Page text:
Wednesday, April 23, 2008
The Gerbil “Wow” Factor
By Donna Anastasi
Donna raises and shows gerbils and is a certified AGS judge. Share in her gerbil show experiences.
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Images Courtesy of Donna Anastasi
Would-be-tail-chewing gerbils are disuaded by being housed in pairs with plenty to do.
Last week at ABC Gerbils…
Some good news – Promise, at an advanced age of 2 years and 3 months, produced a litter of two pups. More good news is that Pup Princeton’s too-short tail suddenly spurted new growth. But now for the bad news – a rash of tail chewing (sort of the equivalent of human fingernail biting) broke out on the girl side of the kennel, prompting an all out anti-tail chewing campaign.
This is no time to for the gerbils to lose focus. At time minus four weeks, the gerbil show preparations shift into high gear. The competitors, three boys and nine girls, are set: Ace, Flyer, Maverick, Rock-a-bye, Pocahontas, Spice, Brown Sugar, Puzzle, Fantasia, Em, Kiki, Eureka, and alternates pup Princeton and senior gerbil Sweet.
Ace, Pocahontas, Spice, Puzzle, Fantasia and Sweet all have a shot at becoming champions needing just one more second or first place win in their class. My final efforts begin in earnest to whip all contenders, both seasoned and first-timers, into top gerbil show shape.
The number one consideration in a winning gerbil is breeding. While winning is about 90 percent breeding or the gerbil’s innate potential, at least 10 percent is condition and preparation. Judging is on a 100-point scale, and often only a point or even a ½ point separate first place from second place from third place. So, every point counts.
Show gerbils are judged equally in four areas:
Gerbil showing is highly competitive, in the good sense of that word. No longer is it simply a matter of separating pet-quality gerbils from show-quality. Today, nearly all the gerbils look like they walk straight out of the pictures on the judges’ training manual. This means condition and training are key – both contribute heavily to a gerbil’s “flashiness” or “wow” factor.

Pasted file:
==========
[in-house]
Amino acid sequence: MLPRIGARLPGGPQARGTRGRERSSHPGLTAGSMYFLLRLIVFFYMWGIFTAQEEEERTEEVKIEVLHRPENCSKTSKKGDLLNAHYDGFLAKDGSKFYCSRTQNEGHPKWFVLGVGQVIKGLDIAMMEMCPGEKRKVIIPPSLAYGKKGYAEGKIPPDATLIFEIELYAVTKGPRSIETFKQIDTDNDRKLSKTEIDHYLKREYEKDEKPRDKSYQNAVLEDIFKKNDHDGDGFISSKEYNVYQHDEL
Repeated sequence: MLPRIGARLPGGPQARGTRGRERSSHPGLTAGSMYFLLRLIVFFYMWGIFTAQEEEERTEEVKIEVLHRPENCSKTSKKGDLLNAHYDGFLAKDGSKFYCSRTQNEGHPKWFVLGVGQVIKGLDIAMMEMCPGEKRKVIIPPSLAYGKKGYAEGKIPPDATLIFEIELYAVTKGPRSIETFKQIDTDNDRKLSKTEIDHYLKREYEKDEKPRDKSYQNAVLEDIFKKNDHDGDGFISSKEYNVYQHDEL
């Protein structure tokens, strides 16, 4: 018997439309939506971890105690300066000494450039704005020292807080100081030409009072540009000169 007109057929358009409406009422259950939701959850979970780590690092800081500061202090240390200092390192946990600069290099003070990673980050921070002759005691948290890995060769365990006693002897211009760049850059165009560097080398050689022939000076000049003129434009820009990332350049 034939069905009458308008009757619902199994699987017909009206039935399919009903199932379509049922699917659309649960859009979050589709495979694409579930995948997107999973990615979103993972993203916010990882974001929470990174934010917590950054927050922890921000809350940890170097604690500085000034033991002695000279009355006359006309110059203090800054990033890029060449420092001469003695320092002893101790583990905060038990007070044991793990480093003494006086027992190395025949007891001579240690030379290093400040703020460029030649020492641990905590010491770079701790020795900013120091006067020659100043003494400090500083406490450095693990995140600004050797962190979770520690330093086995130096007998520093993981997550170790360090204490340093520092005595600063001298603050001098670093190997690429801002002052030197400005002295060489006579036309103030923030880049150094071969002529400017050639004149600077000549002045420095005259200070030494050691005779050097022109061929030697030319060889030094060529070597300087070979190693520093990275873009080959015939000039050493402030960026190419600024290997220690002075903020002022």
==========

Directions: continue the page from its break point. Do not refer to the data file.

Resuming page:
What is the “wow” factor? It is that gut reaction induced by a gerbil that shines with a combination of top muscle tone, vibrant color, clean and soft fur, beautiful bushy tail and an attitude that says “I’m glad to be here.” Any staining, especially on white- or light-bellied gerbil detracts, and points are too precious to lose over something that is easily corrected with a bath. But, don’t try this at home! How to safely wash, and more importantly dry, a show gerbil is coming in a later blog entry.
A top show gerbil must be relaxed and accustomed to handling the way a judge handles it. When the judge pops open the show pen lid, the “wow” gerbil stands up on its haunches, eager to come out. While being curious and busy as any healthy gerbil is, the “wow” gerbil allows the judge to hold it in one hand, and flip it over to examine its belly and check its teeth. From its at-home training, the show gerbil is familiar with the smell of hand sanitizer that judges use between examining gerbils and knows it means some playtime with people is at hand.
Because both the number of shows and a gerbil’s life span are limited, a gerbil that wants to go all the way cannot afford a bad performance or an off-day. My gerbil, Sweet, was uncharacteristically not-so-Sweet at the last New England show. A nervous nip or two can knock a gerbil right out of the ribbons, and she made no progress toward the last two points shy of her championship. This year if she competes, it will be as an almost 3-year-old in the senior class.
Even gerbils that don’t “choke” are often at the tail end of their career by the time they crisscross the country gathering show points and compete in a final gerbil show for champion rights. My other five champion hopefuls are all at or around 2 years and must compete with gerbils (my own and others) just hitting their prime at 8 to 14 months old. With the few extra grams packed on, some stray white hairs and a bit of fading, will these show veterans have enough “wow” to dazzle? Hopefully, experience and attitude will give them the edge they need to charm the judges for just one more ribbon and a place in the elite gerbil hall of champions.
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The Gerbil “Wow” Factor